A powerful 7.8 magnitude earthquake rocked wide swaths of Turkey and neighbouring Syria on Monday, killing more than 2,600 people and injuring thousands more as it toppled thousands of buildings and trapped residents under mounds of rubble.
Authorities feared the death toll would keep climbing as rescuers searched through tangles of metal and concrete for survivors in a region beset by Syria’s 12-year civil war and a refugee crisis.
Residents jolted out of sleep by the pre-dawn quake rushed outside in the rain and snow to escape falling debris, while those who were trapped cried for help. Throughout the day, major aftershocks rattled the region, including a jolt nearly as strong as the initial quake. After night fell, workers were still sawing away slabs and pulling out bodies as desperate families waited for news on trapped loved ones.
Tens of thousands who were left homeless in Turkey and Syria faced a night in the cold. In Turkey’s Gaziantep, a provincial capital about 33 km from the epicentre, people took refuge in shopping malls, stadiums and community centres. Mosques around the region were opened to provide shelter.
The quake, which was centered on Turkey’s southeastern province of Kahramanmaras, sent residents of Damascus and Beirut rushing into the street and was felt as far away as Cairo.
Turkish President Recep Tayyip Erdogan said officials do not know how high the number of dead and injured will rise.
The quake piled more misery on a region that has seen tremendous suffering over the past decade. On the Syrian side, the area is divided between government-held territory and the country’s last opposition-held enclave, which is surrounded by Russian-backed government forces. Turkey, meanwhile, is home to millions of refugees from the civil war.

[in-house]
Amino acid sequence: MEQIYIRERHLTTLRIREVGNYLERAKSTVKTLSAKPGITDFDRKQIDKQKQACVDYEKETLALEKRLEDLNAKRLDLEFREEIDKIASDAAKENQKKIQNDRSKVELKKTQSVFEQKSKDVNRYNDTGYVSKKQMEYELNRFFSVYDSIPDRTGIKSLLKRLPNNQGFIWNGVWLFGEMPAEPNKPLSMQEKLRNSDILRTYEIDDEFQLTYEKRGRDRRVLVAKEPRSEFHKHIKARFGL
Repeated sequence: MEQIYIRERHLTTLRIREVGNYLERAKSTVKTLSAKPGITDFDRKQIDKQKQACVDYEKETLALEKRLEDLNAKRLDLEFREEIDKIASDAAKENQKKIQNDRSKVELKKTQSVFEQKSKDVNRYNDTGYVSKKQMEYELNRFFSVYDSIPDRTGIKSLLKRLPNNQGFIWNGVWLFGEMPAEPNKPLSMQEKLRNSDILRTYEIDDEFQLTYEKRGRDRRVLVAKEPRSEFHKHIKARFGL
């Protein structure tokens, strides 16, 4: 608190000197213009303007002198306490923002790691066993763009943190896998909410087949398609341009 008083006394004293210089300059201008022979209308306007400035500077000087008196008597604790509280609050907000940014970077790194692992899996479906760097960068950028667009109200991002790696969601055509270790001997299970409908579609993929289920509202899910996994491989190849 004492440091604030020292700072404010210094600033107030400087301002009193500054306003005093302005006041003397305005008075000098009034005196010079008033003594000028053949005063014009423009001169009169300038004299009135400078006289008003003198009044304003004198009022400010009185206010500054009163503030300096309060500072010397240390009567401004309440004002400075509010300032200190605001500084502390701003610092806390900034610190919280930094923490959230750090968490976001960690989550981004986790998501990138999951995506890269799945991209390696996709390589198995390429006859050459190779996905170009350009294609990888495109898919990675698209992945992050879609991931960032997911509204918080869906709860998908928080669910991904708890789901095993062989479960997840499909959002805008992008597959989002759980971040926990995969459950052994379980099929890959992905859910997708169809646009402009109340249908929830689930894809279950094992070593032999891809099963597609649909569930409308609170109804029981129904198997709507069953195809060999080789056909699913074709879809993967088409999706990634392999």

Strained health facilities quickly filled with injured, rescue workers said. Others had to be emptied, including a maternity hospital, according to the SAMS medical organization.
More than 6,400 people were rescued across 10 provinces, according to Orhan Tatar, an official with Turkey’s disaster management authority.
The region sits on top of major fault lines and is frequently shaken by earthquakes. Some 18,000 were killed in similarly powerful earthquakes that hit northwest Turkey in 1999.
The U.S. Geological Survey measured Monday’s quake at 7.8, with a depth of 18 km. Hours later, a 7.5 magnitude temblor struck more than 100 km.
Thousands of buildings were reported collapsed in a wide area extending from Syria’s cities of Aleppo and Hama to Turkey’s Diyarbakir, more than 330 km to the northeast.
In Turkey alone, more than 5,600 buildings were destroyed, authorities said. Hospitals were damaged, and one collapsed in the Turkish city of Iskenderun.
Bitterly cold temperatures could reduce the time frame that rescuers have to save trapped survivors, said Dr. Steven Godby, an expert in natural hazards at Nottingham Trent University. The difficulty of working in areas beset by civil war would further complicate rescue efforts, he said.
Offers of help — from search-and-rescue teams to medical supplies and money — poured in from dozens of countries, as well as the European Union and NATO. The vast majority were for Turkey, with Russian and even an Israeli promise of help to the Syrian government, but it was not clear if any would go to the devastated rebel-held pocket in the northwest.
More than 1,600 people were killed in 10 Turkish provinces, with more than 11,000 injured, according to Turkish authorities. The death toll in government-held areas of Syria climbed to 570 people, with some 1,400 injured, according to the Health Ministry. In the country’s rebel-held northwest, groups that operate there said the death toll was at least 450, with many hundreds injured.
First published at Travel Industry Today
First published at TravelNewsHub.com – Global Travel News